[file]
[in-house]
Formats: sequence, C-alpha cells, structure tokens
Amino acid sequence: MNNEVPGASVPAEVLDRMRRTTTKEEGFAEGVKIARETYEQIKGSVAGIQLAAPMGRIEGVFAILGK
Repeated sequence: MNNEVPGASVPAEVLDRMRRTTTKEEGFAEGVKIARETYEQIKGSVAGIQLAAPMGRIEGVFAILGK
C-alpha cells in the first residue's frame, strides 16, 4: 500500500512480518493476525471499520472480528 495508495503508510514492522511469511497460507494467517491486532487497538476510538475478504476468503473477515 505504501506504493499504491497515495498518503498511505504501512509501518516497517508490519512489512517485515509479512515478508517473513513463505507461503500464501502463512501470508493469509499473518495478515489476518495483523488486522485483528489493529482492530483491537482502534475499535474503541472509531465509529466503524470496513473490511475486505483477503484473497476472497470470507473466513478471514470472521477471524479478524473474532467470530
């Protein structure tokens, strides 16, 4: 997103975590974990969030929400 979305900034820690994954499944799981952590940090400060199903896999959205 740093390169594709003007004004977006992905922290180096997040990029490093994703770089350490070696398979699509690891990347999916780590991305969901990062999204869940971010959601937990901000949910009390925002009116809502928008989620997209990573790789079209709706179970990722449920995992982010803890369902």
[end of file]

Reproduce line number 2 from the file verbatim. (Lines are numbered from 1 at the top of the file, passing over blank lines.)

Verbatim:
Formats: sequence, C-alpha cells, structure tokens